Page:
Michael Mohammed is a stage director, choreographer, and performer. Highlights of his directing work include The Unsung Diva (New York Fringe Festival), The Full Monty (MFA program at the American Conservatory Theater), X: The Life and Times of Malcolm X (Oakland Opera Theater), and Candide (Douglas Morrisson Theatre). His choreography for Min Kahng’s The Song of the Nightingale (Town Hall Theatre) garnered a Shellie Award nomination, and his production of Wilde Boys (New Conservatory Theater) won San Francisco Bay Area Critics Circle awards for Best Production and Best Ensemble.
Michael is currently the Director of the Musical Theatre Ensemble at the San Francisco Conservatory of Music and works on the opera faculty. Recent SFCM productions include The Threepenny Opera, La bohème, Bernarda Alba, The Fantasticks, and A New Brain. An avid arts educator, he was part of the inaugural creative team of Handful Players and frequently collaborates with the Bay Area Children’s Theatre, most recently as choreographer on the world premiere of She Persisted, inspired by Chelsea Clinton’s book. He is also an Artist-in-Residence with the Theatre Department at the Ruth Asawa School of the Arts. Michael is a doctoral student at Columbia University, Teacher’s College in Music and Music Education. His research is based on finding the intersections between opera and musical theatre and the role of diversity in performance practice. He holds degrees from Columbia University and the San Francisco Conservatory of Music.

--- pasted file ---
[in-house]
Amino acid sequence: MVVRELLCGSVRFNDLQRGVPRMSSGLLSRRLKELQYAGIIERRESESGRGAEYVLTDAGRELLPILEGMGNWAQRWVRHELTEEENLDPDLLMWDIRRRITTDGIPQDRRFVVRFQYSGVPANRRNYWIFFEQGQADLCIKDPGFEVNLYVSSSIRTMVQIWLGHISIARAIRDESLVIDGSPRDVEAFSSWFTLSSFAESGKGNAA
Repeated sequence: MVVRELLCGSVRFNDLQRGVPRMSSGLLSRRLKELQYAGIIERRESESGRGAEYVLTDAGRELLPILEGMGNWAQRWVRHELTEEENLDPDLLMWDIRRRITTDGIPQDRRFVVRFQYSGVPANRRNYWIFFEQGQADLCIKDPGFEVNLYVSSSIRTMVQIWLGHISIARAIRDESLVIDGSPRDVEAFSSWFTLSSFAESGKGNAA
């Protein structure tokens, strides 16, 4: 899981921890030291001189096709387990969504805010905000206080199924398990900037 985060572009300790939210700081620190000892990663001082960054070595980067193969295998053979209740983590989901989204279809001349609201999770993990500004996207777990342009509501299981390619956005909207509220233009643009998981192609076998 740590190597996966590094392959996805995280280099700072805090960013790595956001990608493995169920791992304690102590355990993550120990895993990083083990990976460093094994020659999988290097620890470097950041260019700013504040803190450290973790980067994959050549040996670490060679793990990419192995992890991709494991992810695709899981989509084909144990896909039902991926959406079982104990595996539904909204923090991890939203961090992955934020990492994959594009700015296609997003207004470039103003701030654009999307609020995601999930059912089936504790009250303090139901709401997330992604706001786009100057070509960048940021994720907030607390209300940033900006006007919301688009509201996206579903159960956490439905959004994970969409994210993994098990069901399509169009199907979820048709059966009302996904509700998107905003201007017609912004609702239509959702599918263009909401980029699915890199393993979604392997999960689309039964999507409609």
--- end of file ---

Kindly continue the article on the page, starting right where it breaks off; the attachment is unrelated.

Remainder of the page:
The Guest Panelists
Rodney Diverlus is a Haitian-Canadian movement artist, creator, and activist. Central to his work is the dissection of Blackness; specifically, Black bodies interacting with non-traditional performance spaces, and have reinterpreted his work for the stage, film, phone screen, art gallery, the street, container, and as protest. His works have been presented at the Art Gallery of Ontario, Gardiner Museum, SummerWorks Festival, Irie Music Festival, Footsteps Across Canada Showcase, Annual Alberta Dance Festival and Tableau d’Hôte Theatre Rodney is the recipient of the 2019 Canadian Stage Award for Direction and a 2019 Montreal English Theatre Award nominee.
Beyond his artistic practice, he moonlights as a provocateur, community activator, and emerging writer. He is the co-founder of Black Lives-Matter – Toronto and co-leading the development of Black Lives Matter Canada. He is currently finishing publishing his first book: Until We're Free- Black Lives Matter in Canada, to be released by University of Regina Press in Feb 2020.